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 Post subject: Targeting active fish
PostPosted: Thu Jan 11, 2018 10:40 am 
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Joined: Wed Mar 08, 2017 2:33 pm
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While fishing the last few times I’ve gone out, as I moved around I noticed for long times I would only get one fish here
or there, then all of a sudden I’d have double and triple hookups and I couldn’t keep up with the fish. After a few
minutes this would end and I’d go back to waiting long periods for bites. Why was this happening?

When the crappie are staging and schooled up dense like they have been for the last 2 weeks, an easy way to increase
your catches is to target active fish over stationary fish. Crappie will stay schooled up at their holding depth with the
shad above them and as the shad move, active fish will come up to feed and return to the school. They are easy to spot
on sonar once you know what to look for.

In the first image, there is a large school of crappie holding near the bottom of the water column. These fish aren’t moving
much and their sonar returns just look like flat bars going across the screen. These fish are inactive, they are conserving
energy. They will still eat, but only if you put a bait right on their nose and hold it here, “deadsticking”.

Attachment:
inactive.jpg
inactive.jpg [ 32.61 KiB | Viewed 80 times ]


In the second image, you can see several sonar returns that come up and then return to the school. These are fish that
are actively feeding. They are coming up and grabbing shad. These fish will be much more aggressive and come after your bait.

Attachment:
active.jpg
active.jpg [ 33.67 KiB | Viewed 80 times ]


As I noticed this, I started moving a little more often, spending more time over these active fish than others, and I was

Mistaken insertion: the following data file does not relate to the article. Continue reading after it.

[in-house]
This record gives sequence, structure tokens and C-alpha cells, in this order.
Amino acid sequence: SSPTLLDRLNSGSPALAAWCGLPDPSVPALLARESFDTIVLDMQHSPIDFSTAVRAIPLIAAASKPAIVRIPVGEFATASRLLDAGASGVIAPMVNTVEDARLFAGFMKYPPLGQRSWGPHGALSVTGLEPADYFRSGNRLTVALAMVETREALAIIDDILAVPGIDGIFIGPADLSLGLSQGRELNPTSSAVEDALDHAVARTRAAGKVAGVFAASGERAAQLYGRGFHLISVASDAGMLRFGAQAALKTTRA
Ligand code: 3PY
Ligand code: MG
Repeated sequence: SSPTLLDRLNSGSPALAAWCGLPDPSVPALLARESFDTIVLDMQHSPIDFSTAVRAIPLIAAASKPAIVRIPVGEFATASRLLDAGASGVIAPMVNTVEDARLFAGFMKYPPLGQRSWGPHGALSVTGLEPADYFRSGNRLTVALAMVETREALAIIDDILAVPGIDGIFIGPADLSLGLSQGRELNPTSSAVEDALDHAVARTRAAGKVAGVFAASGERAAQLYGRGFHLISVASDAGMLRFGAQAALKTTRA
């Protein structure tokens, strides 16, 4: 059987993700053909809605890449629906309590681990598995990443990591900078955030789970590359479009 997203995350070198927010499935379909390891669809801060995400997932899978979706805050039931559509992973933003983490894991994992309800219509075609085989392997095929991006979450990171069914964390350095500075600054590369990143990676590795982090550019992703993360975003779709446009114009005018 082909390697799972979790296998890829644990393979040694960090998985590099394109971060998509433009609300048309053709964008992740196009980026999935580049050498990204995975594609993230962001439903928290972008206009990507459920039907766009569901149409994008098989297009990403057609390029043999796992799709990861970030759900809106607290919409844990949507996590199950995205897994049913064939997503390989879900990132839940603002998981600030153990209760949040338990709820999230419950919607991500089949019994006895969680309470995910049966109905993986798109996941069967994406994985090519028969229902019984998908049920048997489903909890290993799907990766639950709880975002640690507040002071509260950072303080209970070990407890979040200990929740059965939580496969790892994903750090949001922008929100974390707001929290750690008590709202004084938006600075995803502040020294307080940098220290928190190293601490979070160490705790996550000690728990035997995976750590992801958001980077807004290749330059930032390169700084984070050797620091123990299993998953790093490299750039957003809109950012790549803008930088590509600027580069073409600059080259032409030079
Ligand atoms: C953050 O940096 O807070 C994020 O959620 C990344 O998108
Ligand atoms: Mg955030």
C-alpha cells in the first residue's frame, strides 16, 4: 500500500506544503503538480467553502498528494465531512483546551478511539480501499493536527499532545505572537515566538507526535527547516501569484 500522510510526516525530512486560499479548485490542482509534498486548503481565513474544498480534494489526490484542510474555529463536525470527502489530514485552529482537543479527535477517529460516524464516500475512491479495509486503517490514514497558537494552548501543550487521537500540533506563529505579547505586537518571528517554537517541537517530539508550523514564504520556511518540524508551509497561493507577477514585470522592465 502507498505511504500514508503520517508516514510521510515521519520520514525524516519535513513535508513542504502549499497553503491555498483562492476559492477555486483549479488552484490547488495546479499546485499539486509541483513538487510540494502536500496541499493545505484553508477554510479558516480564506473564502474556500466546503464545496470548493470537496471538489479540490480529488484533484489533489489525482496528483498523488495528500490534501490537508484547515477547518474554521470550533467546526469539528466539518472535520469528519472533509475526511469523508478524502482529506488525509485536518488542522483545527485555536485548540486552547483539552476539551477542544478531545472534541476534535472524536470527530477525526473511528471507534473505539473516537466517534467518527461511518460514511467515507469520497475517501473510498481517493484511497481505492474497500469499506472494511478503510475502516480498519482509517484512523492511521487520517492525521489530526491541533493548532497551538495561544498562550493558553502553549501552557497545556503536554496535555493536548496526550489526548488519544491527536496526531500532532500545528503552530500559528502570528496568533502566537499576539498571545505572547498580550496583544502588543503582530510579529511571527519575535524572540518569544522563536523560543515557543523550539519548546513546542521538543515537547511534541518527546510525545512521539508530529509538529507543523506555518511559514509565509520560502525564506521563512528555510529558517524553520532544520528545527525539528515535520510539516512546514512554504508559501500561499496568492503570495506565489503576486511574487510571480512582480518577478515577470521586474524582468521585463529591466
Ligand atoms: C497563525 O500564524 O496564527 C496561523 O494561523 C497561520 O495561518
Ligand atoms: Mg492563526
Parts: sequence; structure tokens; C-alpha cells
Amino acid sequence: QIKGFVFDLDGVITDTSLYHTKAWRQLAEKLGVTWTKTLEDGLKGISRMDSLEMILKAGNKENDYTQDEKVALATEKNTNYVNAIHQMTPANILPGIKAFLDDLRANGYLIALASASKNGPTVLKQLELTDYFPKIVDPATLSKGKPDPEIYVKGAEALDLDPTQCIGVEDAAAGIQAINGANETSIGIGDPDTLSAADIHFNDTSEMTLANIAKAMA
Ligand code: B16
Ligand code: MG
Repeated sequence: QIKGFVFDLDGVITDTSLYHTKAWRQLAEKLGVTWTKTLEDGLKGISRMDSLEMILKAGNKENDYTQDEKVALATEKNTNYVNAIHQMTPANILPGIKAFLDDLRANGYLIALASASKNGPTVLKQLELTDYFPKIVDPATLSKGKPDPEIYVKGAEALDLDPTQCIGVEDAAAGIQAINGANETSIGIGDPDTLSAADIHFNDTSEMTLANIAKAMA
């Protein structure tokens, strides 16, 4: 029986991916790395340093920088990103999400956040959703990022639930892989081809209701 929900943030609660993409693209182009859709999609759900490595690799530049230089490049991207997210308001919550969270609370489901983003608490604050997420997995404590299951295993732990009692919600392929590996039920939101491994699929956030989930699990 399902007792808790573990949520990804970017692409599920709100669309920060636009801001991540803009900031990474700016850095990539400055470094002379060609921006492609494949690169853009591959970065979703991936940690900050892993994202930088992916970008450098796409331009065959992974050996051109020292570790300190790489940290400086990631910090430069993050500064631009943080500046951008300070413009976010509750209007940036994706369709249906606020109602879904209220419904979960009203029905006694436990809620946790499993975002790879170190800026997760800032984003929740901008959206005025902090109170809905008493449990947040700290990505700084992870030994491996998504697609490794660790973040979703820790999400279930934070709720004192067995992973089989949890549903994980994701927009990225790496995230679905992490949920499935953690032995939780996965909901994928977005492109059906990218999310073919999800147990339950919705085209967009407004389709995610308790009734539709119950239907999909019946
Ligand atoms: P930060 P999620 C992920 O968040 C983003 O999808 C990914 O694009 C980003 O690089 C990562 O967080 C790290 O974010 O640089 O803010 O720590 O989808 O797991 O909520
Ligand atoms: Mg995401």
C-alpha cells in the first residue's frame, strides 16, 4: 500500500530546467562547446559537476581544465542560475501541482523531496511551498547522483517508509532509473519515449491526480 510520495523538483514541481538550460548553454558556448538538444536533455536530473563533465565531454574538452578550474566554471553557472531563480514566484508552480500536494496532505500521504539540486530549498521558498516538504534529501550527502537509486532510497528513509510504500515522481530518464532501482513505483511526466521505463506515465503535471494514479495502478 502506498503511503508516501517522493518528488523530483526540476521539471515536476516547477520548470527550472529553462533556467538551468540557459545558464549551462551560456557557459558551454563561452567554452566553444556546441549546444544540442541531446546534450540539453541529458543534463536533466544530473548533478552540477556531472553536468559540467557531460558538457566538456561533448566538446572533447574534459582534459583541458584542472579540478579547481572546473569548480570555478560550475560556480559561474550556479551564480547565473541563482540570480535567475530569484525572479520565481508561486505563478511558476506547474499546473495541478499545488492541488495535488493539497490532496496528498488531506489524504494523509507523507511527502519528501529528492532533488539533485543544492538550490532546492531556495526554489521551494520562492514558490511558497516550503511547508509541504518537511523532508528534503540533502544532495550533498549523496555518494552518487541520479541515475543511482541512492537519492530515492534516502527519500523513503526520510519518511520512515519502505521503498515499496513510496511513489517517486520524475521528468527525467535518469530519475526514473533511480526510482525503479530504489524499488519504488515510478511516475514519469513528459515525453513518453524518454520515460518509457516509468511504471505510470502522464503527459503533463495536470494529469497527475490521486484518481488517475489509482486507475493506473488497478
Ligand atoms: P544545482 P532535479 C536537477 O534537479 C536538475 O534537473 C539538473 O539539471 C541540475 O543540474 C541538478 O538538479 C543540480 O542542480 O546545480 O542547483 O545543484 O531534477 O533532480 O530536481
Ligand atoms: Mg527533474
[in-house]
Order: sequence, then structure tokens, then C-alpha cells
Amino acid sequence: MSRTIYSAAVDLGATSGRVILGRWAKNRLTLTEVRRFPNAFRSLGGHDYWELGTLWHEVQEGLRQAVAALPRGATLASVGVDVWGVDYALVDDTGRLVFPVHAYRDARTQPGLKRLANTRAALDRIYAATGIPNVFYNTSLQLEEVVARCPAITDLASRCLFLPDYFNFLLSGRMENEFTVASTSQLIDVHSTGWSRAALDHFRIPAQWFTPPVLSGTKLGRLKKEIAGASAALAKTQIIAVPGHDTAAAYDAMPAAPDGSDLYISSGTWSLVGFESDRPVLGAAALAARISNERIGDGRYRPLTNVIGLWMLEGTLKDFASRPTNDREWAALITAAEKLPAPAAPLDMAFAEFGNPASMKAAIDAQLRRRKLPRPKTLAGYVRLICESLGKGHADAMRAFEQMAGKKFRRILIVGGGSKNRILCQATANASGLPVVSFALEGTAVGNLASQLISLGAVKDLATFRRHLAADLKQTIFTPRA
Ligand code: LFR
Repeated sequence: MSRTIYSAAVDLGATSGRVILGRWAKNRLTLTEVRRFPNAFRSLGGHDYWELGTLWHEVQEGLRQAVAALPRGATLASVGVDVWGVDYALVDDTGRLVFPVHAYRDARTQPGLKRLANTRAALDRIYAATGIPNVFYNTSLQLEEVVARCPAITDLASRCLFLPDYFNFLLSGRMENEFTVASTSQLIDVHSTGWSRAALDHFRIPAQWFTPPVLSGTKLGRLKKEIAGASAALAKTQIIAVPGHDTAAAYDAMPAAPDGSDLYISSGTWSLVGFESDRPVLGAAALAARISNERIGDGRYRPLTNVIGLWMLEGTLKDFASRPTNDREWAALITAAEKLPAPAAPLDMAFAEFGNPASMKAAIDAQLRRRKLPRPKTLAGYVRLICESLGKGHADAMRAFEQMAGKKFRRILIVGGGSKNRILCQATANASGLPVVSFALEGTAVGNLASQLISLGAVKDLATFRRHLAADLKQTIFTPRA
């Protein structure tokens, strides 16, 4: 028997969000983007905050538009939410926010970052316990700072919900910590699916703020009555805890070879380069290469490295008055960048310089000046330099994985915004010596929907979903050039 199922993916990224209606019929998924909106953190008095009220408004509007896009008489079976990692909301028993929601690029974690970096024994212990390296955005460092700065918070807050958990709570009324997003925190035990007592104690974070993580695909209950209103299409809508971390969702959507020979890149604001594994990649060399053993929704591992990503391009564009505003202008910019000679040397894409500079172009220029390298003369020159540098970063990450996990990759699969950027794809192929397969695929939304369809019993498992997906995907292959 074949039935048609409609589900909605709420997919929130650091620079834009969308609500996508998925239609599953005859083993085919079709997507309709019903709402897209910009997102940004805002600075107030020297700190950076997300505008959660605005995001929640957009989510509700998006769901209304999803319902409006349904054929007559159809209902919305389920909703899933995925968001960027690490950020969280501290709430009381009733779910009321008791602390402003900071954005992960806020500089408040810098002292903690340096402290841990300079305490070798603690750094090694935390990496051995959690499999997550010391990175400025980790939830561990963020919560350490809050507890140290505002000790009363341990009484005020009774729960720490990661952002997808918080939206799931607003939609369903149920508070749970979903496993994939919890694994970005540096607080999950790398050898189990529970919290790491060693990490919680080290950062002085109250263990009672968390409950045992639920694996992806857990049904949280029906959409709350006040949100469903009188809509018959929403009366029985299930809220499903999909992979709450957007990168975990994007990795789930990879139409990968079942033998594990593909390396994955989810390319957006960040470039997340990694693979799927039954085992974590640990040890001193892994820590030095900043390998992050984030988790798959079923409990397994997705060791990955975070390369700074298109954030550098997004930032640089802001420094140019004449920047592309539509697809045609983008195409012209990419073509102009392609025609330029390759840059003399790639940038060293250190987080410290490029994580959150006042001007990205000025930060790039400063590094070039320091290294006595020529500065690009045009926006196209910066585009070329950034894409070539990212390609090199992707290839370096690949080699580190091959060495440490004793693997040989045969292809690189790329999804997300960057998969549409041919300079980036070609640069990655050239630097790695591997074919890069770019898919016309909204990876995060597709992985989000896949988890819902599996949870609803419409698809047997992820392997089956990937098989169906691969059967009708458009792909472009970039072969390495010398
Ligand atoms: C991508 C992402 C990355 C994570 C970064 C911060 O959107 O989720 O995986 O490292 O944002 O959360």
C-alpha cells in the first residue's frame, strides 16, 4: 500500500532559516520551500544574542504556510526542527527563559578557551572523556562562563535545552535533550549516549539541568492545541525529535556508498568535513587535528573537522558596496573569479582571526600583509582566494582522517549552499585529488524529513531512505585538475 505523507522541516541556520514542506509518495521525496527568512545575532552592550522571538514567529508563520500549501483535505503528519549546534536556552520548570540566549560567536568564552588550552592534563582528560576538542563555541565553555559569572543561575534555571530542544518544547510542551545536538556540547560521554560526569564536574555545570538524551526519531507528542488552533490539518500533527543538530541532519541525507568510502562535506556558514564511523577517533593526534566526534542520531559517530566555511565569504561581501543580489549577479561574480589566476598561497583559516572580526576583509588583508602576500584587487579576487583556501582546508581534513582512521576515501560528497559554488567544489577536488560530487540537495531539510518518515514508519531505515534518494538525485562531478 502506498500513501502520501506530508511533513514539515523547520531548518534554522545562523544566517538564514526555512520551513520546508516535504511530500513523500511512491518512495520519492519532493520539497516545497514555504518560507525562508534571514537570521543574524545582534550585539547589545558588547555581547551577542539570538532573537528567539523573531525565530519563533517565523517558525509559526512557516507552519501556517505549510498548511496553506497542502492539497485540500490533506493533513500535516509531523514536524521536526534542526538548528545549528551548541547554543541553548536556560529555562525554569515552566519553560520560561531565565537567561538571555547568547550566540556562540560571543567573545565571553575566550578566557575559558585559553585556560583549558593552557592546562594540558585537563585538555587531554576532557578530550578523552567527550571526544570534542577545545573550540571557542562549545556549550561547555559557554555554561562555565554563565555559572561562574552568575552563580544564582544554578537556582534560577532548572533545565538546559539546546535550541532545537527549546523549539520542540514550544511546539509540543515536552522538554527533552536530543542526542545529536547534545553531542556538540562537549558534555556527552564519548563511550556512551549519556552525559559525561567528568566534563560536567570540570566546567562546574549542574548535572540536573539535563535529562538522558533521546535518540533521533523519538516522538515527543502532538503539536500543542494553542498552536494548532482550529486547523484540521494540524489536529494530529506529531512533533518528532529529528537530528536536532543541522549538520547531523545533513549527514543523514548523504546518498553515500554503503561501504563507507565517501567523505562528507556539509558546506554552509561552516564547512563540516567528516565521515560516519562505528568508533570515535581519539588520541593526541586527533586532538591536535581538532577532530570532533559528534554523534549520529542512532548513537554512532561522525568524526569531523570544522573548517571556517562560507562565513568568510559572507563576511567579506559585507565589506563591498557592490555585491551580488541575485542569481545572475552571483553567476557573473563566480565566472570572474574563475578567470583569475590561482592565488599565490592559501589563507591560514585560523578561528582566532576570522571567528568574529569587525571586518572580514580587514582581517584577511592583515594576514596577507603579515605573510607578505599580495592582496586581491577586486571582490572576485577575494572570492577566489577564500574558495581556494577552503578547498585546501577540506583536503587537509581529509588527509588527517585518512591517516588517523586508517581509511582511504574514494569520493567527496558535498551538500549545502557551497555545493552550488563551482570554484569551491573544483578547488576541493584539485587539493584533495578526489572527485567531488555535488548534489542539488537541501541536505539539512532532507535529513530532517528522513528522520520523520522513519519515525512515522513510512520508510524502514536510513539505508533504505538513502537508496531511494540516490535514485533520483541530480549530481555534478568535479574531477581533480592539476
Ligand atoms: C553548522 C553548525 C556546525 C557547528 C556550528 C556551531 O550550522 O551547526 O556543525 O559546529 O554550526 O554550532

able to catch fish at a rate of 2 or 3 to 1 versus the people around me, simply because I was looking for and
targeting the active fish in the school.


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PostPosted: Thu Jan 11, 2018 11:23 am 
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Joined: Sun Oct 19, 2008 11:33 pm
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I think you answered your own question . when the water gets super cold it drives
the shad deep to try to keep warm and bunches the shad up in these deep holes .
once the water warms a little on the warmer days the shad will leave and the fish
with them. The crappie here has gorged themselves so much on the shad they
are not really in the feeding mode. But you give them a slow easy target they
just can't resist even though they are full they will take it. Then a school of crappie will come along
that are hungry and feeding. in the main channels you will tend to see more active
fish feeding right along the drop or moving up on the ridge to feed on top.
so if you spider with with a couple jigs on top of the channel edge and a couple on the drop
your catch ratio will increase . Ledges and hill tops are good also.


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PostPosted: Thu Jan 11, 2018 11:45 am 
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Joined: Wed Aug 13, 2014 8:30 pm
Posts: 66
Quality Info right there! thanks for sharing!


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PostPosted: Thu Jan 11, 2018 9:06 pm 
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Joined: Sun Oct 19, 2008 11:33 pm
Posts: 8878
Thanks hawgtied It is a proven tactic i have used time and again to put crappie
in the boat.


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